A woman experiencing heartache or loss.

If you’re grieving the loss of a loved one, a season of life, a home, a job, or a dream, my Women’s Walking Retreat is designed so that those who are brokenhearted can be cared for and encouraged. From the serene landscape that beckons you to breathe deeply, to the quiet old churches that invite you to bask in their beauty and light, to the company of other women who can offer their support and presence, I designed this retreat to serve as a balm for the soul. My dear friend Yanez, a registered clinical counsellor, will be walking with us throughout the trip, and can be sought out by anyone who would like to utilize her services. I want to be especially sensitive to your loss, and want you to know that my Women’s Walking Retreat is an opportunity for you to experience the space and support you need during this time.

You may fit into one or many of these categories. I certainly did the first time I set foot in the English countryside. Maybe you don’t fit into any and still want to come. You are absolutely welcome no matter what your season or situation! God used this tranquil slice of countryside to touch me in such a lasting way that I can’t help but want to share it with other women. I hope you’ll join me on my Women’s Walking Retreat thought the Cotswolds — an extraordinary adventure that I trust will impact and inspire you for years to come.

Ready to book your spot? Click HERE for all the trip details you need!

Ready to book your spot? Click HERE for all the trip details you need!

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40 at 40

With my right hand nervously gripping the throttle of a lime green snowmobile, I tentatively circled a snowy clearing high up in the Sierra Nevada mountain range while Will and a couple of friends looked on. I spent my childhood in the Canadian prairies around snowmobiles but had never driven one myself until that moment. It dawned on me while I was maneuvering the machine over the serene white glade that it was the second weekend in a row I had done something new, and with some success to boot.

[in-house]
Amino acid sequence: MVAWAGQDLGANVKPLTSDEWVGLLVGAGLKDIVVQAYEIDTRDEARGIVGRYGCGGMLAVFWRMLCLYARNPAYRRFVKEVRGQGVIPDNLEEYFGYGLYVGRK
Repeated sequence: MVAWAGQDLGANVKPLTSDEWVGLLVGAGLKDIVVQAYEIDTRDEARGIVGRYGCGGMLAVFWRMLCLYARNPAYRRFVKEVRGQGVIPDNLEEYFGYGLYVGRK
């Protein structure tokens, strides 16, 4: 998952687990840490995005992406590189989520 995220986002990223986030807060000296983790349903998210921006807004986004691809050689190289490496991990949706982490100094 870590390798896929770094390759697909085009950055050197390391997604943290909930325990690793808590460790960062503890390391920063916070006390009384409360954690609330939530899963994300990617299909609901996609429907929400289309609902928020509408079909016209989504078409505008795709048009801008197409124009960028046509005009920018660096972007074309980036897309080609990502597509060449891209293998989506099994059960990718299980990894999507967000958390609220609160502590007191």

The weekend prior, I had, for the first time in my life, swam 50 laps while visiting my parents in Arizona. It was a new record for me, and came after at least a couple of years away from the pool. There were quite a few people around but I tried not to let that affect my momentum. I mentally held my insecurities at bay with each stroke, and kept adding more laps until I’d reached a number that left me stunned (and more than a little winded!). That experience gave me the confidence I needed to try taking the snowmobile out for a spin.

I generally don’t like to try new things in front of other people. I’m a perfectionist and I’m also fearful of being embarrassed. But I find that when I take small steps to build my confidence, I’m more willing to give things a go.

My husband has the sort of confidence I envy: he instinctively believes that he can attempt most things, and, if he works at them hard enough, experience some level of success. He isn’t cocky, takes advice well, and plows ahead regardless of others looking on or insecurities he might have. I admire his quiet confidence and want to to adopt this mentality more consistently over the next decade.